It is summer at home, but it is winter in the Southern Hemisphere. Here in Zambia they are burning the fields after the harvest. The whole country is burning, and the sky is brown with haze. We walk the sand path that takes us from the missionary compound that houses western visitors to the traditional village of Luampa. Small tongues of flame still flicker alongside us in the brown stubble that stretches to the horizon. Waves of harried insects wash across the path, fleeing the fire, and I feel as if I’m walking through the end of the world.
I am fifteen years old, one of the youngest in our summer group. We spend our days in the village, building an ugly but sturdy cinder-block house for the Luampa seminary teacher and his family. The teacher is African, like his students, and I wonder how he will feel about living in the only dwelling in the village that isn’t a thatched hut made of sticks and mud.
I grow a bulging knot of muscle in my right forearm from scooping gravel and mixing concrete with a shovel. On work breaks I walk through the village; I pass huts and chicken coops on stick stilts, and women pounding cassava root into flour.
One woman stands in wait for me, every day, at the doorway of her hut. She stands with a fist on her hip and wears a brightly patterned chitenge tucked around her waist over her button-down blouse. She has a wide smile, but the glint in her eye does not look warm.
“Mwa hinduka!” she greets me. According to our training manual, this means something like “How are you today?” And every day I answer in her language with the polite reply, “Fine, thank you.” Every day when I say this, the woman throws back her head and laughs. I don’t know why she laughs; I’m sure my words and accent are right. It’s not like I’m trying to speak German, with its weird sounds my mouth isn’t used to making. The joke’s on me, only I don’t know what the joke is.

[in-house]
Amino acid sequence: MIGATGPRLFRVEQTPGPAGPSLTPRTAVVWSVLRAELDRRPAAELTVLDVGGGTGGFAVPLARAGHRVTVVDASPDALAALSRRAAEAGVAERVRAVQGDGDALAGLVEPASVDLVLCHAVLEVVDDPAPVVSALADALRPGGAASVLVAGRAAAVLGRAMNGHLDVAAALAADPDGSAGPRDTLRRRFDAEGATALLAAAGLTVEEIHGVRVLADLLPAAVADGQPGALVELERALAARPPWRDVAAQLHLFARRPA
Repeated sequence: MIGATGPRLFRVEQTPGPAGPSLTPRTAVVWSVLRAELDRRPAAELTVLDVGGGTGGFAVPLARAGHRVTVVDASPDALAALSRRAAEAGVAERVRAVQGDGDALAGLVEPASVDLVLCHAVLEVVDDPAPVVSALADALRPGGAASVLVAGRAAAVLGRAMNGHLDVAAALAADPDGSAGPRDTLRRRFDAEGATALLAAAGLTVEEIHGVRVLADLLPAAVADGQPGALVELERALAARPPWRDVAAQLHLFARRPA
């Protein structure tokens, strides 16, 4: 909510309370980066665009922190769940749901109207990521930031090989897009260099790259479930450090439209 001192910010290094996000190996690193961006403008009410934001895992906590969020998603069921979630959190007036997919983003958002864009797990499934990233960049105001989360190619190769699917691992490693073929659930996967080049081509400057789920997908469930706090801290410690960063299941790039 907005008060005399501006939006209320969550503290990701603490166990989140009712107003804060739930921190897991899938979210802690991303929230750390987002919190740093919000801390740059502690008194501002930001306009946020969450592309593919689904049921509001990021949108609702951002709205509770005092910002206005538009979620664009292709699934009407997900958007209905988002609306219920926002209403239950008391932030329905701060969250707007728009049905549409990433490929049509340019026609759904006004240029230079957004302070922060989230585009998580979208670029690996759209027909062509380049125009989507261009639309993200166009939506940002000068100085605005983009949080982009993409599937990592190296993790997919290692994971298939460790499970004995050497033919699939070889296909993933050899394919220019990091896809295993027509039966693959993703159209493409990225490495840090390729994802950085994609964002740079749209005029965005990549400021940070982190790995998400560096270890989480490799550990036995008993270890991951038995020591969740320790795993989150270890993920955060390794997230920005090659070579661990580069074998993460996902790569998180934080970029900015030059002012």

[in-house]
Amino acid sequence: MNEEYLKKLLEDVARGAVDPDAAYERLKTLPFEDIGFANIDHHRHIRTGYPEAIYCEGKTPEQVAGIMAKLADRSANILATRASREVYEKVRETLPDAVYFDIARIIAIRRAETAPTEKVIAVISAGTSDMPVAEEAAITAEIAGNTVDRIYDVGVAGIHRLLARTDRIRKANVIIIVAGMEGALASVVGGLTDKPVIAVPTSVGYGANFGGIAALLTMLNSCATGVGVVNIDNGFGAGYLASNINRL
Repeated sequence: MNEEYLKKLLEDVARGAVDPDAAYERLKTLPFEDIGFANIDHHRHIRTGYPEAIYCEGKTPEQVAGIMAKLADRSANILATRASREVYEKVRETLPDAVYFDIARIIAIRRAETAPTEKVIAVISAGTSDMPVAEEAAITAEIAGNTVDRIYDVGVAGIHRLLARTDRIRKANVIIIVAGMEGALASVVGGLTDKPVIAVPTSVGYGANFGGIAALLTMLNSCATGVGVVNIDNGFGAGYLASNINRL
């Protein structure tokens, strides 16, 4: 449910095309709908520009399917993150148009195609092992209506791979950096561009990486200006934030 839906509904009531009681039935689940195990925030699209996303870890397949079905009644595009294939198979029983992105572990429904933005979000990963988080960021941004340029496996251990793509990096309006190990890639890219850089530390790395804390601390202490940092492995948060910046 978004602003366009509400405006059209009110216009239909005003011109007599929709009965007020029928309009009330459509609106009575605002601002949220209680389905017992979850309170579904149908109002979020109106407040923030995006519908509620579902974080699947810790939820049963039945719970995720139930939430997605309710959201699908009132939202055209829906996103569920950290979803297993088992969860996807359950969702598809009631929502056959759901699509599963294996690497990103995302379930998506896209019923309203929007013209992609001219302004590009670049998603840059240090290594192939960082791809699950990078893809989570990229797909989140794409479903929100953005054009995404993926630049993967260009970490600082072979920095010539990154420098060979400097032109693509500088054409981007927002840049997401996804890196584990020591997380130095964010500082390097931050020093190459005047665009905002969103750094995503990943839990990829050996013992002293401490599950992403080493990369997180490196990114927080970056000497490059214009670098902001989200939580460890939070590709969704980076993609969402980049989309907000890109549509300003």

On workdays we carry all of our tools the mile to the village. We carry them back to our house for lunch, back to the village after lunch, and back home again when the day is over. It seems like a lot of extra trouble, but the missionaries who live here year-round, the ones we’re working with, tell us that the locals’ ideas about ownership are more communal than ours. Anything we leave might be borrowed and not returned. If we need it, we take it with us.
I should fall right asleep at night after all the hard work, but I’m a light sleeper, and there are ten girls in our bedroom. We sleep as far away from the walls as we can, away from the dozens of big, flat spiders. They look like they’ve already been stepped on. We try not to disturb them so we don’t have to see the way they slide around, like someone is pulling them along with a magnet on the backside of the wall.
By the time I put the spiders out of my mind and tune out the snoring and the rustle of sleeping bags, the drumming starts. It thuds constant and deep, far off in the bush. It’s a harvest festival, we are told, with fires and dancing and drinking strong homebrew for two weeks straight. The missionaries say two or three people die from the alcohol every year, something I didn’t even know could happen. The thumping follows me into my dreams.